How can memory be uninteresting? Well, the GC is looking for pointers. What if the type of our allocated object doesn’t contain pointers? Will the GC still scan it?

We can try that. In the below example we’re allocating exactly the same amount of memory as before, but now our allocation has no pointer types in it. We allocate a slice of a billion 8-byte ints, again this is approximately 8GB of memory.

func main() {
	a := make([]int, 1e9)

	for i := 0; i < 10; i++ {
		start := time.Now()
		runtime.GC()
		fmt.Printf("GC took %s\n", time.Since(start))
	}

	runtime.KeepAlive(a)
}

Again, I’ve run this on my 2015 MBP

GC took 350.941µs
GC took 179.517µs
GC took 169.442µs
GC took 191.353µs
GC took 126.585µs
GC took 127.504µs
GC took 111.425µs
GC took 163.378µs
GC took 145.257µs
GC took 144.757µs

The GC is considerably more than 1000 times faster, for exactly the same amount of memory allocated. It turns out that the Go memory manager knows what types each allocation is for, and will mark allocations that do not contain pointers so that the GC does not have to scan them. If we can arrange for our in-memory tables to have no pointers, then we’re on to a winner.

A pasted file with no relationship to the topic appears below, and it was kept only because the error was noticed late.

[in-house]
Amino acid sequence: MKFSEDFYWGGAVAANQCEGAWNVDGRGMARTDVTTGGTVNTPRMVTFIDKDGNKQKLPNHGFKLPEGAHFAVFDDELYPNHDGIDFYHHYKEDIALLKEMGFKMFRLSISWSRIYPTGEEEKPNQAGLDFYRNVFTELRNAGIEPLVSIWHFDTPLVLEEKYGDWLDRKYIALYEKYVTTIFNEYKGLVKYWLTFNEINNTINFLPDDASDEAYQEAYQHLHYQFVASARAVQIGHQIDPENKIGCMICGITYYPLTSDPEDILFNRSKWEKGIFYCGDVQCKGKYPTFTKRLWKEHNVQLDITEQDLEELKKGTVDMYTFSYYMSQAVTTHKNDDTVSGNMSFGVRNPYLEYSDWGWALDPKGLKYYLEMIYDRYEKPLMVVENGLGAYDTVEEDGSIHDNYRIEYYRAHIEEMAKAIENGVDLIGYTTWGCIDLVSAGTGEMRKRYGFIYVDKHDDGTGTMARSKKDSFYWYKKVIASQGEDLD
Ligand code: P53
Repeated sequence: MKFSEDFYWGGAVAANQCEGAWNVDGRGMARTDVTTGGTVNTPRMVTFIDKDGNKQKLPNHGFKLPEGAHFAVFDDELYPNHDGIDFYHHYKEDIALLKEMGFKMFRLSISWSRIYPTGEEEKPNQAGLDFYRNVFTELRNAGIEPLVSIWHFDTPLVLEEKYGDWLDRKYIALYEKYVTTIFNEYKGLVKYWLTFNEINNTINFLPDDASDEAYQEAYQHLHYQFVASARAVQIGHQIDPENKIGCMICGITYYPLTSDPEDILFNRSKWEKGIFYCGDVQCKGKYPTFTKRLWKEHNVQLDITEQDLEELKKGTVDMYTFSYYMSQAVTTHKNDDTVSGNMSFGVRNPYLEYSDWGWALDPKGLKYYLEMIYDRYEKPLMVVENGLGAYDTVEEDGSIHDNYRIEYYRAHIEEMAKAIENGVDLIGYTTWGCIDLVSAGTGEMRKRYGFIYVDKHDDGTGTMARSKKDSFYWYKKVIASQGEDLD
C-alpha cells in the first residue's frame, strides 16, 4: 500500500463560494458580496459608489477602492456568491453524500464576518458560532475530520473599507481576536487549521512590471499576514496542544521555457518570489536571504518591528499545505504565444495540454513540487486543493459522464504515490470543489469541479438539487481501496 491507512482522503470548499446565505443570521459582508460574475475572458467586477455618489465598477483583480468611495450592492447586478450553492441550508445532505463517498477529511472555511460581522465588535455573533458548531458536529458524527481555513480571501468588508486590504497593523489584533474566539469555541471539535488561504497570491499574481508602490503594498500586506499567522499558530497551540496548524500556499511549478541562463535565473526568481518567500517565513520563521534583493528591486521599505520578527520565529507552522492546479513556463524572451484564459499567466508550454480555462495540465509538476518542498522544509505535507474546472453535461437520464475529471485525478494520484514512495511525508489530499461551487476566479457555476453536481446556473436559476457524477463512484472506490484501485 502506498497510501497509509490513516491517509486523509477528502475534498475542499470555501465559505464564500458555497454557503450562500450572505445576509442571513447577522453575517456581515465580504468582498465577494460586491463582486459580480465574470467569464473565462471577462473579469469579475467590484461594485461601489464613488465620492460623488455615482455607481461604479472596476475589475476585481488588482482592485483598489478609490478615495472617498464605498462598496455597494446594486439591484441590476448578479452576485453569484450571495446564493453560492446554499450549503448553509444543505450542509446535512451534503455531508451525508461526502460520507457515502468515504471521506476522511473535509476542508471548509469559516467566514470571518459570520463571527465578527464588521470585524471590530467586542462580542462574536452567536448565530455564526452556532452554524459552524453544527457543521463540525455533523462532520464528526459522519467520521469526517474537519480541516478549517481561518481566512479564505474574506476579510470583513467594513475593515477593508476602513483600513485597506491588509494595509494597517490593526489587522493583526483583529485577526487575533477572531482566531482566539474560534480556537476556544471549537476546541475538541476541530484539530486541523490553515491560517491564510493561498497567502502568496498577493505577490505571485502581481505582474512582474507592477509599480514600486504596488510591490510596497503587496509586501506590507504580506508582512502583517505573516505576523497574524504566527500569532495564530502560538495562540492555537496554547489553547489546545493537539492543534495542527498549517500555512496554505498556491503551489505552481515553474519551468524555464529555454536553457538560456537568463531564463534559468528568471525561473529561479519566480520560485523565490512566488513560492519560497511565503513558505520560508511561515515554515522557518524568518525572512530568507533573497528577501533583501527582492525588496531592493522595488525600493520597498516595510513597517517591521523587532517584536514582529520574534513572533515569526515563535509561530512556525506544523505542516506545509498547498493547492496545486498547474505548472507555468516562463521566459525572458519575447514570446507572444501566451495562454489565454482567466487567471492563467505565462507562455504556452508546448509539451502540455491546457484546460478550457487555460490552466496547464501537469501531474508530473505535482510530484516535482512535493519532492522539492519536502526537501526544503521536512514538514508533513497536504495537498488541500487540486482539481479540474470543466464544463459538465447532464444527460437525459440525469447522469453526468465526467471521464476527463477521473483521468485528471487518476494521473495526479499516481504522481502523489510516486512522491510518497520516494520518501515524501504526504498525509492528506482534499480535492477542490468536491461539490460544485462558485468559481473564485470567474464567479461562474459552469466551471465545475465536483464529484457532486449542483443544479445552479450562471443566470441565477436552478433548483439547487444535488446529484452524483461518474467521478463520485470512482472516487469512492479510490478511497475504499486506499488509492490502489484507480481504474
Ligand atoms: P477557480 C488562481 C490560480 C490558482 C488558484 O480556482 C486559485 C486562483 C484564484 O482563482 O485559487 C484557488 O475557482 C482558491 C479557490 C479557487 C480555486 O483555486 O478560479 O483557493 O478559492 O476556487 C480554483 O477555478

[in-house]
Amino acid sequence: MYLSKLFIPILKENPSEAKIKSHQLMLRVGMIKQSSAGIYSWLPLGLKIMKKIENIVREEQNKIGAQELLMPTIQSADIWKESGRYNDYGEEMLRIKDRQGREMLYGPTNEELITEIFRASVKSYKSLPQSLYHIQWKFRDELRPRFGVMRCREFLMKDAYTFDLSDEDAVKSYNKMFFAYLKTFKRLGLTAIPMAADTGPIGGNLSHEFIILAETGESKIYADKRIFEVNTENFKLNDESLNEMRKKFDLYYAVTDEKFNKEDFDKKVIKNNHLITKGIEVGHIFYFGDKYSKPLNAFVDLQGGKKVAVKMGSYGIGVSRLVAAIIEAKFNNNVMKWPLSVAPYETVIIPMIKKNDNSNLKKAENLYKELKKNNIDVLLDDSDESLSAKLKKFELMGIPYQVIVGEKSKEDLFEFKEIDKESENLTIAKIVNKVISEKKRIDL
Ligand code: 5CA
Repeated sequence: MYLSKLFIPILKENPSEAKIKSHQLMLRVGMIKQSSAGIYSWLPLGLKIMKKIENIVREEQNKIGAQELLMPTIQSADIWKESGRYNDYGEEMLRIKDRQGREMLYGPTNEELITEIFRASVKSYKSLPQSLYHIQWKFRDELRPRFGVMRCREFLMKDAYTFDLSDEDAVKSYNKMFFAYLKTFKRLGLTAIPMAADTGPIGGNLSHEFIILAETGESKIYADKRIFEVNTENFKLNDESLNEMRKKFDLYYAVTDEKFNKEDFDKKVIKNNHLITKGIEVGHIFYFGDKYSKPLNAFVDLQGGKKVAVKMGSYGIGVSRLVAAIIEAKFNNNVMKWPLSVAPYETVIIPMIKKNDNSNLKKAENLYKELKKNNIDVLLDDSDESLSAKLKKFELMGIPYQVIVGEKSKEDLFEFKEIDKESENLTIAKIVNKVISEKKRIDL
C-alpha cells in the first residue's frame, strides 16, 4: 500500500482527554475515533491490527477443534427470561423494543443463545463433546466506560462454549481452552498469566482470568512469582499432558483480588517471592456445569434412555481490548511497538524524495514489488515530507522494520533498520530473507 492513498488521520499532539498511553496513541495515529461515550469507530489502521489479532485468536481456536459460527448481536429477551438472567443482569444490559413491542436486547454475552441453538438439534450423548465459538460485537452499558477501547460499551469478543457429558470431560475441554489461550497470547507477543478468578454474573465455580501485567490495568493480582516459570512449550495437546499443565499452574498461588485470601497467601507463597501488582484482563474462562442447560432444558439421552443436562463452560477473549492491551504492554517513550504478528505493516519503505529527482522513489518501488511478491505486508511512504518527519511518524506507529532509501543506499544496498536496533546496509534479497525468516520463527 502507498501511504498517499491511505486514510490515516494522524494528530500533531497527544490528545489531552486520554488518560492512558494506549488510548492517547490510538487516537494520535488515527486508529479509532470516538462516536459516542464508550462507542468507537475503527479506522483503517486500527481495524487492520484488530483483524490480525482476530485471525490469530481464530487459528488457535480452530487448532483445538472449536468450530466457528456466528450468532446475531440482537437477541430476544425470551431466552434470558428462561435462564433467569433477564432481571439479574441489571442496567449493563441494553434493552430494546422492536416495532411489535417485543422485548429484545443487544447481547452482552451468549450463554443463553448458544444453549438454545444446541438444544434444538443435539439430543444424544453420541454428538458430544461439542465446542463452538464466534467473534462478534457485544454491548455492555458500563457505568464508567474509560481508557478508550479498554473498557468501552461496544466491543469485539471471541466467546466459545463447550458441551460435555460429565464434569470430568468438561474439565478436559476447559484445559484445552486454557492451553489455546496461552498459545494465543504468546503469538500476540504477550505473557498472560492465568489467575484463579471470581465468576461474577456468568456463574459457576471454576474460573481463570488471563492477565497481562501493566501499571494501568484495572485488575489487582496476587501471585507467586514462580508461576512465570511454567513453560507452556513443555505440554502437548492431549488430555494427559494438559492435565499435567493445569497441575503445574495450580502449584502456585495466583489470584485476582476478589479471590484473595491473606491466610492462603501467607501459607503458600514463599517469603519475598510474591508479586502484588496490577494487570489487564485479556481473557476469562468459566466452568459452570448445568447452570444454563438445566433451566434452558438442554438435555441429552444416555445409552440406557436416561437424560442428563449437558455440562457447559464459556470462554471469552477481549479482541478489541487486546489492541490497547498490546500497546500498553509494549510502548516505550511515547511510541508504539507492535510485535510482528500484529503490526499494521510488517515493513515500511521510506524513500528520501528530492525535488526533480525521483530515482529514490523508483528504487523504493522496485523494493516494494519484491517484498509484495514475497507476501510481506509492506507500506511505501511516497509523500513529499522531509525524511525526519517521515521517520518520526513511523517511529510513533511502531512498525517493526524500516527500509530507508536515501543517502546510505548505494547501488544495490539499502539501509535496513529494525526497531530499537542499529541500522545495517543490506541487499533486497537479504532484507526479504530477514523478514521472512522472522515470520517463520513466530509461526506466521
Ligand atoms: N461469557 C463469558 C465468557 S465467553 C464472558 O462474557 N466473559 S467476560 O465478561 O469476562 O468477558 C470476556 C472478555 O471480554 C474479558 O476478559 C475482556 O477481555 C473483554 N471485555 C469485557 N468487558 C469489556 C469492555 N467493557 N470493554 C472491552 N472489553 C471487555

Keep our memory hidden

The other thing we can do is hide the allocations from the GC. If we ask the OS for memory directly, the GC never finds out about it, and therefore does not scan it. Doing this is a little more involved than our previous example!

Here’s the equivalent of our first program where we allocate a []*int with a billion (1e9) entries. This time, we use the mmap syscall to ask for the memory directly from the OS kernel. Note this only works on unix-like operating systems, but there are similar things you can do on Windows.

package main

import (
	"fmt"
	"reflect"
	"runtime"
	"syscall"
	"time"
	"unsafe"
)

func main() {

	var example *int
	slice := makeSlice(1e9, unsafe.Sizeof(example))
	a := *(*[]*int)(unsafe.Pointer(&slice))

	for i := 0; i < 10; i++ {
		start := time.Now()
		runtime.GC()
		fmt.Printf("GC took %s\n", time.Since(start))
	}

	runtime.KeepAlive(a)
}

func makeSlice(len int, eltsize uintptr) reflect.SliceHeader {
	fd := -1
	data, _, errno := syscall.Syscall6(
		syscall.SYS_MMAP,
		0, // address
		uintptr(len)*eltsize,
		syscall.PROT_READ|syscall.PROT_WRITE,
		syscall.MAP_ANON|syscall.MAP_PRIVATE,
		uintptr(fd), // No file descriptor
		0,           // offset
	)
	if errno != 0 {
		panic(errno)
	}

	return reflect.SliceHeader{
		Data: data,
		Len:  len,
		Cap:  len,
	}
}